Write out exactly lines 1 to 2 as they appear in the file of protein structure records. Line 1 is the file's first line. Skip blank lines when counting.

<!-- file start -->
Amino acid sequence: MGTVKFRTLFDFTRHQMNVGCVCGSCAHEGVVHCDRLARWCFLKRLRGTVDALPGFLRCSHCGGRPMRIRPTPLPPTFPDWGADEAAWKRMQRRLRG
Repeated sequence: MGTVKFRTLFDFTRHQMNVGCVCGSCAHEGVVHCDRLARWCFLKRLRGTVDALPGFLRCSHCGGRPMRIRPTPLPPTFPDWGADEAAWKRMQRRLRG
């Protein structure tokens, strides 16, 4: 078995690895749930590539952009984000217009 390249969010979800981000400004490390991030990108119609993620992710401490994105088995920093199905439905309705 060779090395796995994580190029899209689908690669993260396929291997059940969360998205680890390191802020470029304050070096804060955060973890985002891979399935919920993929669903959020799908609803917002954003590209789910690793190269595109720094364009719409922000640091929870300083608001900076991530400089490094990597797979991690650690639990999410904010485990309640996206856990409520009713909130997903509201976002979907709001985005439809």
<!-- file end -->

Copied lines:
Amino acid sequence: MGTVKFRTLFDFTRHQMNVGCVCGSCAHEGVVHCDRLARWCFLKRLRGTVDALPGFLRCSHCGGRPMRIRPTPLPPTFPDWGADEAAWKRMQRRLRG
Repeated sequence: MGTVKFRTLFDFTRHQMNVGCVCGSCAHEGVVHCDRLARWCFLKRLRGTVDALPGFLRCSHCGGRPMRIRPTPLPPTFPDWGADEAAWKRMQRRLRG